Theatre review: Marriage, Midsumma Festival

How does the institution of marriage affect the queer community?
Marriage. A hazy photo of five young women on a couch with balloons and a disco ball.

More than six years after the marriage equality plebiscite in Australia and the subsequent amendment to the Marriage Act 1961 in December 2017 to allow for marriage between same-sex couples, one in three same-sex couples living together in Australia are married (according to the ABS 2021 Census). But it’s between the stats that we find the human story and, in this new play by young Melbourne-based independent theatre group Unspooled Theatre Collective, we find a queer, Gen Z reflection on the institute of marriage wrapped up in a sparky one-hour ensemble play. 

The performance was set in a Flemington residential house (we entered via the back gate) and we were welcomed by Bobbie (Nikita Mohar-Williams) – the head bridesmaid for an upcoming marriage to which we have been invited. We arrived at a courtyard-style backyard leading to a kitchen/living room space, decked out with crêpe paper across the IKEA cabinetry, “LESBIHENS” written in colourful cut-out paper across the back wall and a pink feather boa and pink top hat, with “HEN” written across it, adorning a white hat stand in the corner. 

Bobby invited us to sit on one of the white plastic chairs set up inside the house, or in the courtyard, before making herself busy tidying and setting up drinks. In the current cost-of-living crisis – a residential house-as-theatre-space makes a lot of sense for young performers: reducing costs, while giving a sense of immersion in the world of the play. 

The sense of immersion was lost once the action of the play commenced, however, with a loud fight between two of the main characters – both friends of the hen – erupting from another room. Mary (Oriana Morris-Johnson) and Grace (Bambi Cheung) were exes in this friendship group who had not seen each other since their falling out some time previously. Until, that is, their mutual friend’s hens’ bash had thrust them unwillingly together again.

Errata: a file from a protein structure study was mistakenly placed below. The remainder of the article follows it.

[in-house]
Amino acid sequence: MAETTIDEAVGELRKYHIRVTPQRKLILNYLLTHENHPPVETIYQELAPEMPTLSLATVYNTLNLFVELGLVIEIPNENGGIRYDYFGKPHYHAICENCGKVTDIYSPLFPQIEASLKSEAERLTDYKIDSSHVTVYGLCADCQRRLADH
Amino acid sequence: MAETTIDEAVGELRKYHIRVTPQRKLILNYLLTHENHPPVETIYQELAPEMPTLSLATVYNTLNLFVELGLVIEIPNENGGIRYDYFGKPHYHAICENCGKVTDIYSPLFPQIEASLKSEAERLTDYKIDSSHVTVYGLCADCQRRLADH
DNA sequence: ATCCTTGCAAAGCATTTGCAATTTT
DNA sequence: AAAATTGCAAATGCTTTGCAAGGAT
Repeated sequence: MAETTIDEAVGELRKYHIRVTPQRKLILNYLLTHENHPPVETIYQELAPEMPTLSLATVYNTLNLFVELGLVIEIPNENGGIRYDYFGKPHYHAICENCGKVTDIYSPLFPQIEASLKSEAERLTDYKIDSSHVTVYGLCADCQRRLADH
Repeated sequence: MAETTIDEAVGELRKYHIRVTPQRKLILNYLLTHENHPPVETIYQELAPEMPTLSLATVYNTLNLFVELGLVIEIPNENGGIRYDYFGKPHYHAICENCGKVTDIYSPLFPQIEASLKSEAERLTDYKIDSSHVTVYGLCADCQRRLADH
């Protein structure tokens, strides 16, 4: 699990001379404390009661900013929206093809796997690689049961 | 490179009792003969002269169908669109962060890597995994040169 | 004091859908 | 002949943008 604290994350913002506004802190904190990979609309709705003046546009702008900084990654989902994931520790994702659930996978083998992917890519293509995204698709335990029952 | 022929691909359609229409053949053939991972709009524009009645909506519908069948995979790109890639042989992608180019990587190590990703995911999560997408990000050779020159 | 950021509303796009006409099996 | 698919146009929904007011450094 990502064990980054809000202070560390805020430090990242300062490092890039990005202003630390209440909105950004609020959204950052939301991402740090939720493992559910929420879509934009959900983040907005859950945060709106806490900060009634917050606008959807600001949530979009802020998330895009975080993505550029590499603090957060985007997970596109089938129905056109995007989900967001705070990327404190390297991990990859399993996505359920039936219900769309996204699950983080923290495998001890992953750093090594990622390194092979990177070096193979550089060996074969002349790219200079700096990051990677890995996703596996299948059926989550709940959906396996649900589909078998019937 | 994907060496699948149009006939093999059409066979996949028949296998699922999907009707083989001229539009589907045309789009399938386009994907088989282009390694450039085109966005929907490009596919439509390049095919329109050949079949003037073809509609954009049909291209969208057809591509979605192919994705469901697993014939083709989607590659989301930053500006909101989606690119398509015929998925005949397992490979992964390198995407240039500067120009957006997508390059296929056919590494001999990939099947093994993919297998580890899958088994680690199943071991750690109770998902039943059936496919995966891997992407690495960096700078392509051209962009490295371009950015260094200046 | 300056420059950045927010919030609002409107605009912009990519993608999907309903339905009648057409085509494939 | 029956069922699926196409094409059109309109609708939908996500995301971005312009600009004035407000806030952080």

The action of the play occurred in this hour while the members of the group were waiting for their tardy friend to show up to her own hens’ night, and much of the discussion between the characters – the woo-girl oddball of the group Ashleigh (Eli Biernoff-Giles), the Gothy mechanic Grace, the spurned romantic Mary, the compulsive liar and devil’s advocate Kyra (Bella Crawford), the practical token hetero and head bridesmaid Bobbie, and the clueless brother-of-the-bride Mitch (Elvis Tran) – revolved around questions as to the continued relevance of the institution of marriage to queer people, and whether the institution itself is flawed and should be thrown in the bin altogether.

The discussions didn’t ever get too in depth, and it appeared that, for some of the characters at least, questioning the relevance of marriage was a proxy ideological debate between romantics and cynics – a relatively simplistic view that ignored the capitalist and patriarchal origins of the institution of marriage as a means of ensuring property was passed through (historically male) familial lines.

Read: Theatre review: Perpetual Stew, Midsumma Festival

While the young actors did a solid job of embodying their characters, and the writing included a structurally competent twist (which, without giving anything away, did again raise the spectre of capitalism and the current cost-of-living crisis), more care perhaps should have been given to allowing the audience to fall in love with those characters who turned out to be key to the story. This would have meant we were more invested – and it would have felt more believable – when the twist came.

Unspooled Theatre Collective
The Terrace

Marriage was performed at Midsumma Festival on 30 January – 3 February 2024.

Kate Mulqueen is an actor, writer, musician and theatre-maker based in Naarm (Melbourne). Instagram: @picklingspirits Facebook: @katemulq Twitter: @katemulqueen